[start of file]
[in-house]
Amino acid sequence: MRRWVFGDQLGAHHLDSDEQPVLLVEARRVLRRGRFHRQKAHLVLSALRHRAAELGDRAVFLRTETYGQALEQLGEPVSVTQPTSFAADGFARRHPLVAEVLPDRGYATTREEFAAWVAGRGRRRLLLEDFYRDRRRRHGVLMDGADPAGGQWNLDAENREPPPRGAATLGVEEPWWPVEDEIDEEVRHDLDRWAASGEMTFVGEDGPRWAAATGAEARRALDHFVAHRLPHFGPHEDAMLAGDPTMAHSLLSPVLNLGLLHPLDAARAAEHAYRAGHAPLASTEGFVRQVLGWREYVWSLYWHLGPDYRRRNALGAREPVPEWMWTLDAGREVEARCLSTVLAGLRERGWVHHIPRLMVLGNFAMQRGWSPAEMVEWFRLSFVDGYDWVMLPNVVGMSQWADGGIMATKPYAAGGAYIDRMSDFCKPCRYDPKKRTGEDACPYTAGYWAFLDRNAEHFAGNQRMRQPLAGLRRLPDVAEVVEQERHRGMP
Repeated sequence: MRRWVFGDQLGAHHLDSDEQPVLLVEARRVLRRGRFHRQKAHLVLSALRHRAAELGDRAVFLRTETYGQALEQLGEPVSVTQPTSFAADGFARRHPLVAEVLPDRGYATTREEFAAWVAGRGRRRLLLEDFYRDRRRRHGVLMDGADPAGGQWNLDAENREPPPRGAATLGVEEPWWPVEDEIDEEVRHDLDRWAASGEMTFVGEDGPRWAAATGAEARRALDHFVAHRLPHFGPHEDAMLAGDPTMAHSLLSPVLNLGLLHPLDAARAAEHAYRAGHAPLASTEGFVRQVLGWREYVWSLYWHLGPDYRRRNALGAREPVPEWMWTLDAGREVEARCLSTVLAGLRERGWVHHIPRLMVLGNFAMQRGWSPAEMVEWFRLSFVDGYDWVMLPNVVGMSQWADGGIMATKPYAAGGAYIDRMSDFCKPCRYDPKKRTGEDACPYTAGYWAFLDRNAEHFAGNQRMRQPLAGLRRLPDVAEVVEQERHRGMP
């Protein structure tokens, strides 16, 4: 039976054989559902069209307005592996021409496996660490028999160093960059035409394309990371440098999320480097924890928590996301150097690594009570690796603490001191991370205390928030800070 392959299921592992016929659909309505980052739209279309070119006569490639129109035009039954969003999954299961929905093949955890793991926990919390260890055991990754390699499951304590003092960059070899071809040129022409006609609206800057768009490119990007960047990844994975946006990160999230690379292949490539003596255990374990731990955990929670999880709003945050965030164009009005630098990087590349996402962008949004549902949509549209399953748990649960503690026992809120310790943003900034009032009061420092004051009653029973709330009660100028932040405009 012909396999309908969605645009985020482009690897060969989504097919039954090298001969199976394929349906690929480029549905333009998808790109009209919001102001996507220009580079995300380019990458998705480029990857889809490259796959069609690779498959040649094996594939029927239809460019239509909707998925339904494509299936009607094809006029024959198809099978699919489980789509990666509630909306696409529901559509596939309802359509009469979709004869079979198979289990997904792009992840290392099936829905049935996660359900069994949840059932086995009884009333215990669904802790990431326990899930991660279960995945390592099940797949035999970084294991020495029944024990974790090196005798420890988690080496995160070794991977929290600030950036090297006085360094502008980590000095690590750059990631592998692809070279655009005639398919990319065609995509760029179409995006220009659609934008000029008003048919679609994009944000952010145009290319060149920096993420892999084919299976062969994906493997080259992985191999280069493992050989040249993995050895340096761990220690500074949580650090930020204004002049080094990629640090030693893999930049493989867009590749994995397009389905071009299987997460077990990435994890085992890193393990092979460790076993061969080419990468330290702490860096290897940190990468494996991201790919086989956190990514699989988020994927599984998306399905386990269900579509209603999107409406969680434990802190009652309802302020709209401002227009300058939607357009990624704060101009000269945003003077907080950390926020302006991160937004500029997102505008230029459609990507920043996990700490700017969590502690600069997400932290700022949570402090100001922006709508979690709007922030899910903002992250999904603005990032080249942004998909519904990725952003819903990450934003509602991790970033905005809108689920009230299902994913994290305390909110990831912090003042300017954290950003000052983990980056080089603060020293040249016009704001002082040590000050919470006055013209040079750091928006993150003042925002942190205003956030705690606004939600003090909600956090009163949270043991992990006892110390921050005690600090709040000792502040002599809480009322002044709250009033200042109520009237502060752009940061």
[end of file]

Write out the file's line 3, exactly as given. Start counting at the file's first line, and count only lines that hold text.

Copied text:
Repeated sequence: MRRWVFGDQLGAHHLDSDEQPVLLVEARRVLRRGRFHRQKAHLVLSALRHRAAELGDRAVFLRTETYGQALEQLGEPVSVTQPTSFAADGFARRHPLVAEVLPDRGYATTREEFAAWVAGRGRRRLLLEDFYRDRRRRHGVLMDGADPAGGQWNLDAENREPPPRGAATLGVEEPWWPVEDEIDEEVRHDLDRWAASGEMTFVGEDGPRWAAATGAEARRALDHFVAHRLPHFGPHEDAMLAGDPTMAHSLLSPVLNLGLLHPLDAARAAEHAYRAGHAPLASTEGFVRQVLGWREYVWSLYWHLGPDYRRRNALGAREPVPEWMWTLDAGREVEARCLSTVLAGLRERGWVHHIPRLMVLGNFAMQRGWSPAEMVEWFRLSFVDGYDWVMLPNVVGMSQWADGGIMATKPYAAGGAYIDRMSDFCKPCRYDPKKRTGEDACPYTAGYWAFLDRNAEHFAGNQRMRQPLAGLRRLPDVAEVVEQERHRGMP